China posted a record trade surplus in December and in 2021.
That's according to official data released Friday (January 14).
A surplus of $676.4 billion last year was the highest since records began in 1950.
In December the positive trade balance rose to $94 billion - another record-breaking total and well above analyst forecasts.
Around a third of that surplus is with the U.S. alone, potentially stoking tensions between the two nations.
Overseas shipments rose by a touch over a fifth year-on-year last month, which was slightly down from November's gain.
That as a surge in demand for goods eased overseas and exporters faced higher costs and the rapid spread of Omicron.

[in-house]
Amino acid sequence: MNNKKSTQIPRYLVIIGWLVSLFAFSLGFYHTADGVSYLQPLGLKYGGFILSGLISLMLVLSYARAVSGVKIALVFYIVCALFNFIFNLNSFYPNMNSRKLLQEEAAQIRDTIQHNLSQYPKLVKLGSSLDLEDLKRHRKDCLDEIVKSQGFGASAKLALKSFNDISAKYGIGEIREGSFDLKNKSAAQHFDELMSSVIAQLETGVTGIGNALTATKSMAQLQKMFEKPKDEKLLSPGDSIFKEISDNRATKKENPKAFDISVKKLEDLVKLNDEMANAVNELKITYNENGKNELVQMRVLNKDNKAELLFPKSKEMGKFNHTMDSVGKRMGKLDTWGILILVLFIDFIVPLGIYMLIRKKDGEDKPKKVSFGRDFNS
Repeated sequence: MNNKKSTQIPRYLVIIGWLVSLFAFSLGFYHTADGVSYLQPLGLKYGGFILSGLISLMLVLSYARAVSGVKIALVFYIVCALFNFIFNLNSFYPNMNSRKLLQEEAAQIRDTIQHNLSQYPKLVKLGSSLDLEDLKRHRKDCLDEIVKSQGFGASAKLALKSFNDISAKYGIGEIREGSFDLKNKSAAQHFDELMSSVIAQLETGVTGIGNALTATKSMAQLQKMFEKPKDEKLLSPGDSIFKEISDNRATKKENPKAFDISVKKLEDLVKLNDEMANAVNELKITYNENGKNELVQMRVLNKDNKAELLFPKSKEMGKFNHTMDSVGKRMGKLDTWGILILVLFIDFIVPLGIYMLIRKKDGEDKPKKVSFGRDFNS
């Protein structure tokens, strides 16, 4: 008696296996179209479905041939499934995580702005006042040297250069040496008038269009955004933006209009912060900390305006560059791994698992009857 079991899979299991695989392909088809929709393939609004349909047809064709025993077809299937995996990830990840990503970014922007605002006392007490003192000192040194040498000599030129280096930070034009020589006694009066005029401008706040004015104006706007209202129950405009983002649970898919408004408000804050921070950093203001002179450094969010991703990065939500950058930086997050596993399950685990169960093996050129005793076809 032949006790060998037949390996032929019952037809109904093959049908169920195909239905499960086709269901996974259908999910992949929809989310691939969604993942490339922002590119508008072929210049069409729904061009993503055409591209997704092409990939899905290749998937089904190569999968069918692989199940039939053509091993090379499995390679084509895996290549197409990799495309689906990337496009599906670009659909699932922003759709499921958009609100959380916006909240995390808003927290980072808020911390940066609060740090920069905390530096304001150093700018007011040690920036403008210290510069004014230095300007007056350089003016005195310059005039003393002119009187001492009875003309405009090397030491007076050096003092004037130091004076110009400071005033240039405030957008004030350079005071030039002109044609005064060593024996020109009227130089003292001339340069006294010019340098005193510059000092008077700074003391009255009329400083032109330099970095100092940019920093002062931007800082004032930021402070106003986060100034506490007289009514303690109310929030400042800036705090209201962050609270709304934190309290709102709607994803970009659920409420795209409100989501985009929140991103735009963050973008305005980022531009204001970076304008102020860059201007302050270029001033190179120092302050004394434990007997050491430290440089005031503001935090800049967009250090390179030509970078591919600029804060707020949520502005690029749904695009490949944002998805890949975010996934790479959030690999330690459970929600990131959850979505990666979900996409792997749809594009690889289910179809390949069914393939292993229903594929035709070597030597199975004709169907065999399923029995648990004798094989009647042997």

Imports were also up just under 20% in December, though that was well below forecasts.
The data proved gave some support to the yuan, with the currency set for its biggest weekly gains in two months.
Some analysts have, however, warned that the health crisis and turmoil in the country's property sector could yet hurt this year's outlook.
Markets will now look to Monday (January 17), when China releases GDP data for the fourth quarter.